Because we’re not pushing or pulling ourselves into a pose in a Yin practice, the posture takes on a more relaxed shape even though much work is happening. We let go of all muscular engagement to receive the pose in stillness. Here, we may draw on our yoga tools and notice what is needed to calm the mind stuff and stay in this pose. Is it more breath awareness? More softening?
In Yin, there is a moment after we release the pose when we experience a visceral sensation of increased blood circulation and energetic flow coming back to the places that were being stressed. Paul Grilley, who founded Yin Yoga with Sarah Powers, describes this as the “rebound.”
Whereas Yin Yoga embraces stressing joints, Restorative Yoga supports every aspect of the body in an attempt to relieve tension. In Restorative Yoga, props fill in the negative space under the body so that it may rest in alignment.
In a typical one-hour Restorative Yoga practice, the practitioner is guided into two to four poses in which they’re invited to experience a quality of Savasana in each pose. Blankets, bolsters, pillows, yoga blocks, and straps are used to prop the body for deep rest within each posture.
The home practitioner has the added benefit of using a chair, ottoman, or sofa for additional comfort in Restorative favorites such as a variation on Viparita Karani (Half Legs up the Wall with your knees bent and calves supported) and Salamba Navasana (Restorative Boat or Supported Bridge Pose).
There are so few poses in a Restorative Yoga class because the practice involves allowing students to marinate in them, blissfully, for 10-20 minutes. (Some teachers allow less time in a pose, often due to the psychological discomfort many students experience in lingering that long in stillness.) If a pose isn’t blissful, you’re welcome to rest in another shape until the next pose. Student agency is paramount.
In Yin Yoga, the usual rules of postural alignment are thrown out. We use what we know about proper and safe alignment to get into each posture, but then we let go of all of those constructs. Rounded spines, knees slightly bent, relaxed necks, and an overall surrender to gravity within the basic shape of each pose are acceptable in Yin. In fact, they’re an integral part of the practice.
Yin is a practice of introspection, interoception, and reception of the poses, not external observation or performance. Because of this, deep listening to yourself in order to find your version of the pose, one that fits your body, is the main practice itself.
While we also practice surrender in Restorative Yoga, it is in part a surrender to the props that are holding and supporting us. This encourages a complete letting go of effort as well as any thoughts and concept of time.
4. Time and temperature
In Yin Yoga, it’s common to stay in each pose for 3-5 minutes while bypassing muscular effort and getting into the deeper connective tissues. Stiffer tissues—including the ligaments, joint capsules, and tendons—which are less compliant than muscles—slowly respond to the stress through lingering in the postures.
Yin is typically practiced in a non-heated room on a body that has not been exercising for the same reason. The intention in Yin Yoga is to bypass the muscles being activated, so we set up conditions accordingly. This is also why Hanumanasana (Splits) might feel incredibly accessible in a heated room after dynamic movement, but more challenging in a non-heated room without warming up. There is no such thing as warming up of the fascia and ligaments, there is only the time and patience it takes for them to become less stiff.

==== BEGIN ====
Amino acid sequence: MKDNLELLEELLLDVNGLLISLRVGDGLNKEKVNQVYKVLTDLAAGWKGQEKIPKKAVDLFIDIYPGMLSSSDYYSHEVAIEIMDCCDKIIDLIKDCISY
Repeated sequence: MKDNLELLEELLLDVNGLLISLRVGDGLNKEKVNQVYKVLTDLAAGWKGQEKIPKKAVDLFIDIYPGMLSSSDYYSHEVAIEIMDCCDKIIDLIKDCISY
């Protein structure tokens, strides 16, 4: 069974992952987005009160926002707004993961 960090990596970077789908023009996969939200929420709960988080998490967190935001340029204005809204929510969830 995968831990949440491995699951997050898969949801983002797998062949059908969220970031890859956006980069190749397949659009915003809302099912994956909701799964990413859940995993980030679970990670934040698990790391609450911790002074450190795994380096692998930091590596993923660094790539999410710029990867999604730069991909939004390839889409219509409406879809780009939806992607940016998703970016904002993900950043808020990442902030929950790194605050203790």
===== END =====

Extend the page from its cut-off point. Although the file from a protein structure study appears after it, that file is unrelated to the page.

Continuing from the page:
Bernie Clark, author of The Complete Guide to Yin Yoga, describes this rationale through an understanding of “yin tissues” versus “yang tissues.” Yin tissues (think connective tissues such as fascia) are stiff and, therefore, require more time to become pliable than yang tissues (think muscles). We spend minutes rather than seconds in Yin poses. Part of the learning process for those new to Yin is not engaging their muscles, which allows the connective tissue to take on the tension instead. In Yin Yoga, Clark says, we allow “the stress to soak into the tissues.”
Restorative Yoga offers an opportunity for the practitioner to rest and find ease in an environment curated for calm. Most poses last 10-20 minutes. Warmth helps to access calm, so blankets are used not only to prop the body but to cover up as body temperature tends to drop as we enter a more relaxed state.
While it is a common belief that no props are required in Yin Yoga, that’s not necessarily true. Blocks, blankets, and bolsters can help you create many shapes, including heart-opening and hip-opening poses. A strap can allow you to access a quality of containment—a sensation of being held without pushing or pulling—as well as extension of the arms so that rest in your upper body is possible.
In Restorative Yoga, we rely on props under any part of the body necessary to elicit rest. To that end, part of the practice of Yin poses is to resist resting in them. The objective is to be aware of the challenge of the pose and to develop tools of mental mastery to be able to remain in that discomfort for time.
The function of both styles of yoga
Whether it is the pursuit of calm or resilience, both Yin and Restorative styles are designed to bring you into a quieter state of body and mind. Lean into the murmurings of the voice within you that asks for more softness, more stillness, more peace. Listen to yourself. Hear what your body, mind, and spirit are telling you they need. Then watch how your nervous system appreciates you.
About our contributor
Tamika Caston-Miller, E-RYT 500, is the director of Ashé Yoga, where she curates yoga experiences and trainings in service of collective healing and community repair. Having begun her yoga journey in 2001 with a home practice, she now holds advanced certifications and training in Trauma-Informed Yoga, Somatics, Yin Yoga, Restorative Yoga, and Yoga Nidra. Tamika’s journey has been informed by chronic pain and injuries, social justice for QTBIPOC communities, the battle between shame and compassion and quest for ancestral healing, and the love for the practice and philosophy of yoga.